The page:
http://trappistcaskets.com/

Caskets crafted of wood, whether of the lighter tones of pine and oak, or the darker palette of walnut or mahogany, they are more than mere vessels for human remains. They serve as tangible and touching reminders of both life and the afterlife. Such simple caskets are in some ways reminiscent of the ancient Ark of the Covenant. That precious Ark of wood overlaid with gold held the sacrosanct relics of the great Mosaic covenant of Sinai. Whereas the Christian casket holds the mortal remnants of a disciple, made so in the baptismal covenant of water and the Spirit. The casket is the chosen abode, the wooden womb, as it were, of the consecrated, human body as it lies in wait for the clarion call of the Resurrection. The very material of the wood for this vessel of the casket speaks powerfully about the hopes and expectations of the deceased. Carefully considered and chosen, a wooden casket can be a valid testament in and of itself of one’s core values and strong beliefs.
 
Not unlike the wood of the Crucified, the wood of the disciple’s casket represents a paradox and a pattern of an offered life. Nobility, trust and an earnest poverty of spirit blend seamlessly with a rich earthiness, a return to nature, a respect for the elements and dignity for that pinnacle of creation, the divinely animated human body. The wood of the cross was twice-blessed ~ blessed in its primeval creation from the hand of the Creator and blessed again by the riven hands of Christ our God when he was pinioned to it in the midst of his bittersweet Passion.
 
The ever-abiding, ever new Paschal Mystery finds authentic expression in the aligned images of the wood of the cross and the wood of casket. Another gradation of this diptych reveals the truly embodied sacramentality of the wood we venerate as well as the wood in which we lovingly inter the mortal remains of our loved ones. They share a rare bond, one that integrates both matter and spirit. It is nothing less than the incarnational crimson cord that entwines the Bible from beginning to end. The mystery of salvation is infinite. It dwells in the child-like domain of faith, content to remain there in Sabbath repose, the same repose promised eons in the garden of Eden where the two trees grew in harmony until that fateful day of the Fall. With the Fall came the first hint of the assurance of cosmic redemption, of which the Church sings with full voice and joy in the course of the Great Paschal Vigil. “O happy fault, O necessary sin of Adam, which gained for us so great a Redeemer!” ** Here, the sacred wood of the cross is clothed with splendor and limned by myriads upon myriads of candles. The same is true on a somewhat slighter scale of the wooden casket at the funeral rites of the disciples of the Risen One.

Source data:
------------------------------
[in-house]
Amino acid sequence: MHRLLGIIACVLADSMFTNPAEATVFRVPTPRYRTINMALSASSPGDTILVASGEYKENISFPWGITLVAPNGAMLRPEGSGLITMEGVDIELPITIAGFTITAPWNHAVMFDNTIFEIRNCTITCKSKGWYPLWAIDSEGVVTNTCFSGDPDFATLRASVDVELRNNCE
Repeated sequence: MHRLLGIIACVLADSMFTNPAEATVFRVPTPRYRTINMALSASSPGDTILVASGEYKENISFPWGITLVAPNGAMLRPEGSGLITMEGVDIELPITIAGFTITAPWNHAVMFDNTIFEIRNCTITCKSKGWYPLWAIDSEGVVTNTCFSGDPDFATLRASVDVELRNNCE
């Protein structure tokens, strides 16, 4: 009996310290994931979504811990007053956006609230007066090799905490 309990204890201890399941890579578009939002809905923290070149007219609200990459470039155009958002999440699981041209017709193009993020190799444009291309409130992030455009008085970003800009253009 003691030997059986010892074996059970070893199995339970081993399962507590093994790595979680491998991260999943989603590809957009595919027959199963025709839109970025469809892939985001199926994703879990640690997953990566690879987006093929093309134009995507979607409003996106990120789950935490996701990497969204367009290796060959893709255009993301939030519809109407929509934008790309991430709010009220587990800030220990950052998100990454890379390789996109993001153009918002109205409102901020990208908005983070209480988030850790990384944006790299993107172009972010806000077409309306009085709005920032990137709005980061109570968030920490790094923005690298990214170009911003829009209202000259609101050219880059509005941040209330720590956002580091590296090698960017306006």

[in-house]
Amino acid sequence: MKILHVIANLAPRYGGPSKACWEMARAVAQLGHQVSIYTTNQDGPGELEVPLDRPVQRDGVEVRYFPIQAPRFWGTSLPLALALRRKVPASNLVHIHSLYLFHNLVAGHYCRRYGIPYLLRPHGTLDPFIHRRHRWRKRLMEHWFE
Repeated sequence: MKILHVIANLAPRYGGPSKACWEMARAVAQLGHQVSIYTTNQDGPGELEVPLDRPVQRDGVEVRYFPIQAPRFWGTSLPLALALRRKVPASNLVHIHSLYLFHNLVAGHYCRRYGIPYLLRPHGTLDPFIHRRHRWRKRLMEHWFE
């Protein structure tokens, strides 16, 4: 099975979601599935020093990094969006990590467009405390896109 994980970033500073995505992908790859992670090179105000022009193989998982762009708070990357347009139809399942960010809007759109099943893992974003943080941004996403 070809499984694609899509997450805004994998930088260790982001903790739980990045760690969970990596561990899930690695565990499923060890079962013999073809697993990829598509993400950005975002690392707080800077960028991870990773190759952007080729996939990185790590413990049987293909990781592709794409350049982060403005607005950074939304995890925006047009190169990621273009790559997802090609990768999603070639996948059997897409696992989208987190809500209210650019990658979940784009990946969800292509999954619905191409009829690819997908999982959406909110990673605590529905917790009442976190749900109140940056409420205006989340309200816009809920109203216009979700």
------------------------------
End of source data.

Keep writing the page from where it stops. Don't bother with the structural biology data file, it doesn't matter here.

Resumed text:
Written by a Mercedarian friar
 
 
* See the antiphon for the Psalm 2 of Vespers I for the Triumph of the Cross.
** The Easter Exultet from The Roman Missal.

OLIVELEAF WEBSITE || UMILTA WEBSITE || OLIVELEAF WEBSITE || JULIAN OF NORWICH, TEXT AND CONTEXTS, WEBSITE || BIRGITTA OF SWEDEN, REVELATIONES, WEBSITE || CATALOGUE AND PORTFOLIO (HANDCRAFTS, BOOKS ) || BOOK REVIEWS || BIBLIOGRAPHY || FLORIN WEBSITE  ©1997-2017 JULIA BOLTON HOLLOWAY
OLIVELEAF PORTAL